At least until the two-part season finale, when the show suddenly rushes to wrap up segments of the plot that could easily have continued for multiple seasons. In the end, characters make choices that don’t always make sense or feel earned, as though the creative team felt they needed to clean the slate for next year. It’s jarring mostly because the series up to that point has felt so true. Still, Picard leaves its characters with a clear setup for further adventures, and we’re excited to follow them out there.

The season-one Blu-ray of Picard has a modest but fun collection of extras, including:

“Children of Mars,” a “Short Trek” minisode by showrunner Michael Chabon. If you’re coming into Picard unspoiled, we recommend watching this before the main series for maximum effect.

“Aliens Alive: the xBs,” a featurette on Picard’s former Borg. Look out for concept art featuring an xb that is a dead ringer for Ryan Gosling, a charming star hamming it up in the makeup chair, and an Easter egg pulled from one of our favorite non-Trek TV series.

“The Motley Crew,” a quick guide to our cast. Look out for Chabon waxing poetic on one of Jean-Luc Picard’s classic catchphrases.

A gag reel in which Sir Patrick Stewart and director Jonathan Frakes making fun of each other a whole lot.

Deleted scenes and story logs hidden under the individual Episodes menu rather than being listed with the other special features. There are only a few deleted scenes, but they provide some neat if nonessential new details. The story logs are quick three- to five-minute featurettes on a particular element of each episode. Look out for the featurette on Hanelle M. Culpepper, who directed the series’ first three episodes.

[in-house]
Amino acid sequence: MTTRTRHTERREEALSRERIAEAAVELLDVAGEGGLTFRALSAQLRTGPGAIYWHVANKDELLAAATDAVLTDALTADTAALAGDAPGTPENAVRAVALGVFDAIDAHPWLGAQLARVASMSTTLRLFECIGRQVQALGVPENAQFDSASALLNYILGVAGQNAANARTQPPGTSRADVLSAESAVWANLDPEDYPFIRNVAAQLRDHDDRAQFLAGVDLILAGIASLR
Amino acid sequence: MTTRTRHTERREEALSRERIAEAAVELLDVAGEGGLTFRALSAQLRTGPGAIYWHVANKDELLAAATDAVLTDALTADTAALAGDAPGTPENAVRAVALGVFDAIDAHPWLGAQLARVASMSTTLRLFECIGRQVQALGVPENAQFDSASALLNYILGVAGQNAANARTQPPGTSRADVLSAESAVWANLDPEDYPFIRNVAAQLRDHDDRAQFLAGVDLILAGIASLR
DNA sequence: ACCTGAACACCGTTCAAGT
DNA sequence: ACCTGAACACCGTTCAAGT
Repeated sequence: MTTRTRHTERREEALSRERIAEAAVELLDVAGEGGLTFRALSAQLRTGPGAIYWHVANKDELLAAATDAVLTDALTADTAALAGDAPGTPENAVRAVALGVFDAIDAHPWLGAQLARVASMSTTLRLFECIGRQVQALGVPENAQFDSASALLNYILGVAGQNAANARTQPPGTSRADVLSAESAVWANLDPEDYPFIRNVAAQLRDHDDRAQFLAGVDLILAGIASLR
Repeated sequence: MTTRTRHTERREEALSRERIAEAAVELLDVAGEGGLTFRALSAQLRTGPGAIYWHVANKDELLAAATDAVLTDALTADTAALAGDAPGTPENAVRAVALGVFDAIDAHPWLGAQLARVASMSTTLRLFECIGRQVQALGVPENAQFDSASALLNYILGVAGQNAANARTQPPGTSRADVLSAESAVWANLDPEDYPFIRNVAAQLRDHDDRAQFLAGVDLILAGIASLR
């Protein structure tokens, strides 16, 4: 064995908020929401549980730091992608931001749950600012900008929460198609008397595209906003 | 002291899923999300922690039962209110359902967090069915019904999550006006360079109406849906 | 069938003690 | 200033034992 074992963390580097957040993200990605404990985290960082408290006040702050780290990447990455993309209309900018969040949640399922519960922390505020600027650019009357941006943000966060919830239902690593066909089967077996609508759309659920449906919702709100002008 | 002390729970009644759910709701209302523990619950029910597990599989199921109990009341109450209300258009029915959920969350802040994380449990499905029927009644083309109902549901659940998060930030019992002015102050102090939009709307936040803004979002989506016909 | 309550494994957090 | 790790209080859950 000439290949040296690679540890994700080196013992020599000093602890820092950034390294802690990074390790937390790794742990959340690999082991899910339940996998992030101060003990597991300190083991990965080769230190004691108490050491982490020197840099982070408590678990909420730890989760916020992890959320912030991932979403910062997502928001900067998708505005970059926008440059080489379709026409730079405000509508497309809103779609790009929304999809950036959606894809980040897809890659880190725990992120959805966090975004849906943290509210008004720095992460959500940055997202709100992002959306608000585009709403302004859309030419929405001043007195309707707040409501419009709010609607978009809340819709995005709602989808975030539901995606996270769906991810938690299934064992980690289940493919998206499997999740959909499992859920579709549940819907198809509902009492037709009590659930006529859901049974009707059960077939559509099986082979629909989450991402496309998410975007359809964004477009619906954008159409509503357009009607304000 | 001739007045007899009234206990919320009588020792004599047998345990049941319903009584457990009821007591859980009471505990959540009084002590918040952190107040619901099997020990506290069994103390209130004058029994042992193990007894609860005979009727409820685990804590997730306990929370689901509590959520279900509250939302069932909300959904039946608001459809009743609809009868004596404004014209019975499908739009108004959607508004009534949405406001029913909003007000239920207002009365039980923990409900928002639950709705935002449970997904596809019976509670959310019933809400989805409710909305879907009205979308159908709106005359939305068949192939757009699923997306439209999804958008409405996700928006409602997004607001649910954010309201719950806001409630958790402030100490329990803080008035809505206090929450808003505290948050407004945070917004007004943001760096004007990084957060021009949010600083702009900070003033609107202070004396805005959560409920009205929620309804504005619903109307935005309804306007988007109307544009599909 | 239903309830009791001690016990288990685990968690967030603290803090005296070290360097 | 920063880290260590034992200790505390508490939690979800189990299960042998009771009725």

Video commentary for the first episode with Culpepper, Chabon and producers Alex Kurtzman, Akiva Goldsman and Kirsten Beyer. Look out for the secret stage origin of Isa Briones and how an offhand insight by Alison Pill reshaped the character of Agnes Jurati.

Taken as a whole, the behind-the-scenes features on the Picard: Season One Blu-ray make it clear how much everyone working on the show loves being a part of the Star Trek universe. The best TV shows come from creators who take genuine joy in what they do, and it shows in their respect for the work, the story, and the fans.

Related Media

  • The events of Picard’s last mission and the tragedy that brought it all crashing down are detailed in Una McCormack’s novel, The Last Best Hope, which we cannot recommend highly enough.
  • For those craving even more behind-the-scenes content, check out the interview after-show The Ready Room, hosted by Wil Wheaton. This show is available on CBS All Access but is not included on the Blu-ray release.
  • Michael Chabon, the showrunner and one of the writers of Picard, is the Pulitzer Prize-winning writer of The Adventures of Kavalier & Clay and a number of other novels. The special features here make it clear he is right at home with the rest of us big old Star Trek nerds.